The hearing officer conducted the disciplinary hearing in IYC XX-XX-XXXX on March 6, 2014. Lazur's comment was that Offender Stuart had asked if he could hide stuff in his room, that Lazur said "no, " that he was told Stuart had been in Lazur's room but that Lazur did not give it any thought because nothing was missing. The hearing officer found Lazur guilty of the charge of Possession of a Dangerous/Deadly Weapon. In making this determination, the hearing officer considered staff reports, Lazur's statement, witness statements, photos, and the video. The hearing officer recommended and approved sanctions including 267-days earned credit time deprivation and demotion from credit class 1 to credit class 3. Lazur's appeals were denied and he filed the present petition for a writ of habeas corpus.

C. Analysis

Lazur seeks habeas relief on the grounds that the hearing officer did not view the video to observe activity on an earlier date and that the evidence was not sufficient to support his disciplinary conviction. In his reply in support of his habeas petition, Lazur further argues that the hearing officer was impartial.

1. Video

Lazur argues that the hearing officer's review of the video did not cover the time period two weeks before the items were discovered in his cell, the period in which he asserts the contraband items were placed there. He asserts that as a result, he was denied requested evidence. He relies on Offender Stuart's statement that he put the knife and other items in the cell without Lazur's or Deaton's knowledge, and Officer Glenn's statement that he overheard Stuart telling the hearing officer that he hid the items two to three weeks before they were found. Any failure to view the relevant time period on the video is irrelevant, however, because Lazur cannot show that he was prejudiced. See Piggie v. Cotton, 342 F.3d 660, 666 (7th Cir. 2003); O'Neal v. McAninch, 513 U.S. 432 (1995) (even if a due process error was committed, the burden is on the petitioner to show that the error had a substantial and injurious effect on the outcome of the proceeding).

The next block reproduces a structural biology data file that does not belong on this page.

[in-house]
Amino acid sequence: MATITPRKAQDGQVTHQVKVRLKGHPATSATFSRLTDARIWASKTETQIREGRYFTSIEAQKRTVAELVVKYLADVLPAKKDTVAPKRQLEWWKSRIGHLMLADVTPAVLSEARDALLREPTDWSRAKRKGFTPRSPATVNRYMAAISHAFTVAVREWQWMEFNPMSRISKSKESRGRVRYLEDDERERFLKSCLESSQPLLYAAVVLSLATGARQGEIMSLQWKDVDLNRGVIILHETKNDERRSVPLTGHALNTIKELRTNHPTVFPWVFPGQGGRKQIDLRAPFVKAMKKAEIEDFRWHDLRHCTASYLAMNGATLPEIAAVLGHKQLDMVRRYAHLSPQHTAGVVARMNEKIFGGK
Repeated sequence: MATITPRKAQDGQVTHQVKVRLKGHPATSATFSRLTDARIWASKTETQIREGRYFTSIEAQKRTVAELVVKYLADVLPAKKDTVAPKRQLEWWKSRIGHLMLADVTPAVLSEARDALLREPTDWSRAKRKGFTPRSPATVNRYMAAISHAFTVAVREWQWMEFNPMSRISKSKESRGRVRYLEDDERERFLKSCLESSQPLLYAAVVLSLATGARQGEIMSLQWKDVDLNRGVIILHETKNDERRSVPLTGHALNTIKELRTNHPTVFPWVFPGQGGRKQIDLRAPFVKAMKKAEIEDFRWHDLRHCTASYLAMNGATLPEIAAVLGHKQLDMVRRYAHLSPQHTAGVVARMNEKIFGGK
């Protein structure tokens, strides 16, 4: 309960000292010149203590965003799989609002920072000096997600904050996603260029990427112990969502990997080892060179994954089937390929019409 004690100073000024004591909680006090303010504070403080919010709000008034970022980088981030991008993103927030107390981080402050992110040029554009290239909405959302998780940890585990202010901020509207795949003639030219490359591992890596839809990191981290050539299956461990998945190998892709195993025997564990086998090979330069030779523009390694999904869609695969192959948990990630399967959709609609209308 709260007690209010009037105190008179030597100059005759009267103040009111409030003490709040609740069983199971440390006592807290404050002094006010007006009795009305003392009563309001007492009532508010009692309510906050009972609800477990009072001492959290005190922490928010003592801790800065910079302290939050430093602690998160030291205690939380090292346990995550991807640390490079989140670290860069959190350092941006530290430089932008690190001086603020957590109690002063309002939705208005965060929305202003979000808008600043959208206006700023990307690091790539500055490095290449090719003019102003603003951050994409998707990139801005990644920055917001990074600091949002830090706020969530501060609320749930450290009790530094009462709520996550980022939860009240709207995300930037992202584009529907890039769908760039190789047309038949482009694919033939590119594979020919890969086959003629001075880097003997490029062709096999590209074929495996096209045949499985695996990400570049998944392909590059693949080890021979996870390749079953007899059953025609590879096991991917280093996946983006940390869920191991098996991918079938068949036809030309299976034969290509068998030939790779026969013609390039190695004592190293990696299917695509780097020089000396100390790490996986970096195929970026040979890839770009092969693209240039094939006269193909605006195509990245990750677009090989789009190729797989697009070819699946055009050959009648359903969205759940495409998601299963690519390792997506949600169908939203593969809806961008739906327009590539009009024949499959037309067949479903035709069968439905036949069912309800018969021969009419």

Even if the video showed Offender Stuart entering Lazur's cell with a knife and other contraband, Lazur was not prejudiced because the undisputed evidence shows that these prohibited items were later found in Lazur's cell on February 13, 2014. This is sufficient evidence that Lazur possessed these items in violation of prison rules. Regardless of whether Offender Stuart, and not Lazur, owned the items or was responsible for hiding them in Lazur's cell, Lazur is still responsible for them because they were found in his cell. See, e.g., Hamilton v. O'Leary, 976 F.2d 341, 346 (7th Cir. 1992) (concluding that "some evidence" supported disciplinary charge where conduct report showed that prisoner was one of four inmates with access to vent containing contraband weapons). Further, both Lazur and Stuart state that Lazur had no knowledge of the contraband but the evidence in the Conduct Report suggests otherwise. Sergeant Williams reported that the knife did not have any dust on it, suggesting that it had not been in the vent very long. Lazur does not dispute the hearing officer's statement that the video did not show anyone except Lazur or his cell mate Deaton entering or exiting the cell on February 13, 2014, when the items were found. The search was conducted because Lazur looked suspicious and nervous in the day room. This is sufficient to support the charge against Lazur and Lazur has not shown that his due process rights were violated in the failure to review video from two weeks prior to when the items were found.

2. Some evidence